Sarah Tully/EdSource
English learners who attend transitional kindergarten enter kindergarten with stronger literacy and math skills, according to a recent American Institutes for Research study.
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Even as families continue to take stock of pandemic-triggered learning loss and emotional upset, California is expanding an early childhood education program that may help young learners begin to bounce back. 

Next year, transitional kindergarten, or TK, will be available to far more 4-year-olds. In the 2023-2024 school year, children whose fifth birthdays are between Sept. 2 and April 2 will be eligible for the program. By the 2024-25 school year, children who turn 5 between Sept. 2 and June 2 will be able to enroll in TK. And by 2025-26, the program will reach all 4-year-olds.

Many districts are beginning to register new students for the coming year so now is the time to reach out. Here’s a quick primer on 10 things parents should know about expanded transitional kindergarten, a $2.7 billion program hailed by many experts as a game-changer for families in a state with almost 3 million children under the age of 5. 

1. Why is early childhood education so significant?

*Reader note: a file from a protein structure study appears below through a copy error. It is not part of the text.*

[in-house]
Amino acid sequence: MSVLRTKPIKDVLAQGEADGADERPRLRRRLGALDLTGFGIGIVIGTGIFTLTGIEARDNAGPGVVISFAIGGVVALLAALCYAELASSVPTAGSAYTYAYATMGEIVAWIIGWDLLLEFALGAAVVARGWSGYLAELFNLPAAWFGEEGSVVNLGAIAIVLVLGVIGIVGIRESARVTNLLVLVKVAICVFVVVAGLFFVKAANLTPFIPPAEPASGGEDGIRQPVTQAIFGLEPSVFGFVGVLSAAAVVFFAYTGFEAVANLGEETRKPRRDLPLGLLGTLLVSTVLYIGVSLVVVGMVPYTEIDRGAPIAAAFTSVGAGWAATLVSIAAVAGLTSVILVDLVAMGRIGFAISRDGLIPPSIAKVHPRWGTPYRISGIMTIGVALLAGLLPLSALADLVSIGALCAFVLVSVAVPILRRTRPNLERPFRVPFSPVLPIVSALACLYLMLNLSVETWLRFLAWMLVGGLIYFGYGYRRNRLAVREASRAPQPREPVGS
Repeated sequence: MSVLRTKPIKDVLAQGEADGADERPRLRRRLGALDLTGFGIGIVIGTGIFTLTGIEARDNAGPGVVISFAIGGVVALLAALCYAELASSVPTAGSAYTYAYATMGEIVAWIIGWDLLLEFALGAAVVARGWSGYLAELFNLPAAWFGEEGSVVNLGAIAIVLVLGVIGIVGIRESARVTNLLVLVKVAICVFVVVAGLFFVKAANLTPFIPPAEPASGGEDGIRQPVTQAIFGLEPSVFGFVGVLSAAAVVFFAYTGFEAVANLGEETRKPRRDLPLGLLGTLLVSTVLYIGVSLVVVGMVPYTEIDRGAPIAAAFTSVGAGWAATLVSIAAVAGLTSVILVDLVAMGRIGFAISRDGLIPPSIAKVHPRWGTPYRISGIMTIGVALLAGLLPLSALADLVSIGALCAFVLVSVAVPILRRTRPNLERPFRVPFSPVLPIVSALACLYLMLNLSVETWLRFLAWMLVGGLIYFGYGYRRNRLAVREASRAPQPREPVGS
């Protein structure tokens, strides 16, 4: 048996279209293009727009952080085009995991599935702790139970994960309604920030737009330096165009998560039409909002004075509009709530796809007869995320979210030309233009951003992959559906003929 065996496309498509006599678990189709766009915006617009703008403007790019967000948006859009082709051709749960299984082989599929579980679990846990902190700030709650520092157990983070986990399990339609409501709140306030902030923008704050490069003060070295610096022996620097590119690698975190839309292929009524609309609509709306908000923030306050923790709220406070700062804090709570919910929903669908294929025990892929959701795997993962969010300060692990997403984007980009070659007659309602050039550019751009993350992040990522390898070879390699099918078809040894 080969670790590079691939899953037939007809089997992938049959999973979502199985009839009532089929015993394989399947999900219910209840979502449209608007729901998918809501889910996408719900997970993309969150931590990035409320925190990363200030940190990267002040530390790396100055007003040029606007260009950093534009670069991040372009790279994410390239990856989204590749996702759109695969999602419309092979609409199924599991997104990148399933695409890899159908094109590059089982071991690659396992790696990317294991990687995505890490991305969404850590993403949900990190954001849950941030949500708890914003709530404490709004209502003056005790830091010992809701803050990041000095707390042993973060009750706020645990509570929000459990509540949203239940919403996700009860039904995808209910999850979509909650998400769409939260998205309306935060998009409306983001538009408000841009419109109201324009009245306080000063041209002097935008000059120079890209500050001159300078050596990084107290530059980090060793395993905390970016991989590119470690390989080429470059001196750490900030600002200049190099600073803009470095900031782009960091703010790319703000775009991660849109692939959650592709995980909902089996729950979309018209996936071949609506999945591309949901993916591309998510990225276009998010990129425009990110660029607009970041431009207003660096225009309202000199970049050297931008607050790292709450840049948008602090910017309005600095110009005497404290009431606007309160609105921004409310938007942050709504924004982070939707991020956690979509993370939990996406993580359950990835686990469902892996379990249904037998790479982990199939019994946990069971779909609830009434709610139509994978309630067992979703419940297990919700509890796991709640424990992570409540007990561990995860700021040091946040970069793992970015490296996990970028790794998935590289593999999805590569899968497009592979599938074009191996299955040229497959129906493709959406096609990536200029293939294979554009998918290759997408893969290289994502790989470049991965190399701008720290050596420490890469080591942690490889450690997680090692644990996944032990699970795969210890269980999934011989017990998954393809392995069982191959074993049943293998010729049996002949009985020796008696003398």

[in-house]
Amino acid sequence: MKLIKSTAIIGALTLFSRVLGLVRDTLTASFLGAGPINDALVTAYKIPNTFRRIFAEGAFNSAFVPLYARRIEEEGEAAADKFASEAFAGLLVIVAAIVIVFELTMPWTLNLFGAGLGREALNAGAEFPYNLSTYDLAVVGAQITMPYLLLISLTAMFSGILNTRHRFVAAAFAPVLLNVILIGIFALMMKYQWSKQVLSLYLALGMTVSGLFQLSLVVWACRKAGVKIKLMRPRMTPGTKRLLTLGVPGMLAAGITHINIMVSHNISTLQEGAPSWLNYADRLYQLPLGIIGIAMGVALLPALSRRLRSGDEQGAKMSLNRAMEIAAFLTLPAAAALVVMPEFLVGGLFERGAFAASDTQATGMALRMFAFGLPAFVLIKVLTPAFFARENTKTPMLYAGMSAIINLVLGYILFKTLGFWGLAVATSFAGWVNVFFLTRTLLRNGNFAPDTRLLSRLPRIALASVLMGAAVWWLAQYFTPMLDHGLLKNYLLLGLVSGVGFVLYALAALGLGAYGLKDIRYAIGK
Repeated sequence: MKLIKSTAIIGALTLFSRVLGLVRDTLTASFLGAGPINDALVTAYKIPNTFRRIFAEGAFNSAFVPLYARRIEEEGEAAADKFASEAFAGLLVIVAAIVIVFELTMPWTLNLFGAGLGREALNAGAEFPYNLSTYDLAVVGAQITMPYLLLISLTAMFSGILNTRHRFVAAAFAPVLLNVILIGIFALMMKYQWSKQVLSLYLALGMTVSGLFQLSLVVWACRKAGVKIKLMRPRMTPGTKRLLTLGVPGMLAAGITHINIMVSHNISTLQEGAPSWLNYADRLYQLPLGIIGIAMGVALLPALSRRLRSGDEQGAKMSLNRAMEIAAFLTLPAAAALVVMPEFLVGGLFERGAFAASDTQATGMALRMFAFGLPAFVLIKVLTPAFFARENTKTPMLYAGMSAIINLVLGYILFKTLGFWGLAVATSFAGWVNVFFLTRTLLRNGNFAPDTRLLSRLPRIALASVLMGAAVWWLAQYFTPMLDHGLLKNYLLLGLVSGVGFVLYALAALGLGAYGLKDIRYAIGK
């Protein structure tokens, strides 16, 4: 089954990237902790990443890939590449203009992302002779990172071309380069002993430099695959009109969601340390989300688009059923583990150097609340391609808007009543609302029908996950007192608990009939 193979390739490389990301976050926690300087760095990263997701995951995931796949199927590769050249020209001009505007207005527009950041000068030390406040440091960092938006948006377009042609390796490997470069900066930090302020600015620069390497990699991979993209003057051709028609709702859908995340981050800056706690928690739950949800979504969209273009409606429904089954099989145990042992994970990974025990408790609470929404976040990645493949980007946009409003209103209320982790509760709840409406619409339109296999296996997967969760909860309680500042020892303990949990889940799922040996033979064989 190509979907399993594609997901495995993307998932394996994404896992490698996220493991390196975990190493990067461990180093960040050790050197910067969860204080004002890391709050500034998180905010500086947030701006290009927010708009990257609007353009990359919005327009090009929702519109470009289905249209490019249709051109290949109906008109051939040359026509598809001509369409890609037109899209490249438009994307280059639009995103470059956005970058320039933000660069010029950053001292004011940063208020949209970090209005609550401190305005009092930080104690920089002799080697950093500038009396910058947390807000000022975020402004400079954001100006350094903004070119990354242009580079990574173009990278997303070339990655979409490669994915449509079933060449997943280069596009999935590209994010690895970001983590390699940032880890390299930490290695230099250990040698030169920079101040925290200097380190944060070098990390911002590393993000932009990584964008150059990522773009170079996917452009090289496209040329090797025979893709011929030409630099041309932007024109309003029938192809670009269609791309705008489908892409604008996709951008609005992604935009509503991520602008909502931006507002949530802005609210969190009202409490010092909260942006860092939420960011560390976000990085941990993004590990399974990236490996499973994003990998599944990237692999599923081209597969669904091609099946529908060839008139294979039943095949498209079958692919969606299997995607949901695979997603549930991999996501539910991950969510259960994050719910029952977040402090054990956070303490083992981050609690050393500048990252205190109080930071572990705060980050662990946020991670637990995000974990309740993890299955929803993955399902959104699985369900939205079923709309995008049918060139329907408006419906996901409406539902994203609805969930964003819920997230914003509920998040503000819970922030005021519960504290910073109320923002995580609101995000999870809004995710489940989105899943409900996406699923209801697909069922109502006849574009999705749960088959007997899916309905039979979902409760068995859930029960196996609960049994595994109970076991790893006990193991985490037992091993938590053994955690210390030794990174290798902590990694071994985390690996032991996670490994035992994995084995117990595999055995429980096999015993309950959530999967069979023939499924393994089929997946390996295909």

The first three years of life are often described as the brain’s window of opportunity, experts say, a time of great promise. The most critical growth happens at the beginning, with the size of the brain doubling in the first year. Given that 90% of brain growth happens before kindergarten, it’s important that children receive enough intellectual and social stimulation to help build the architecture of the brain. 

2. What is transitional kindergarten, or TK? Is it mandatory?

TK is often described as a steppingstone between preschool and kindergarten, which is now more academically rigorous than it once was. Both TK and kindergarten are optional. Children are only required to attend school in California once they turn 6. Until that age, it is up to parents to decide whether to enroll their children in kindergarten or preschool or keep them at home. However, in recent years momentum has been building in the Legislature to make kindergarten both mandatory and full-day in an attempt to help close the widening achievement gap.

3. Is TK free? How is it paid for? 

Children can attend TK at no cost because it is part of California’s K-12 public school system. Districts receive funding for TK students based on average daily attendance.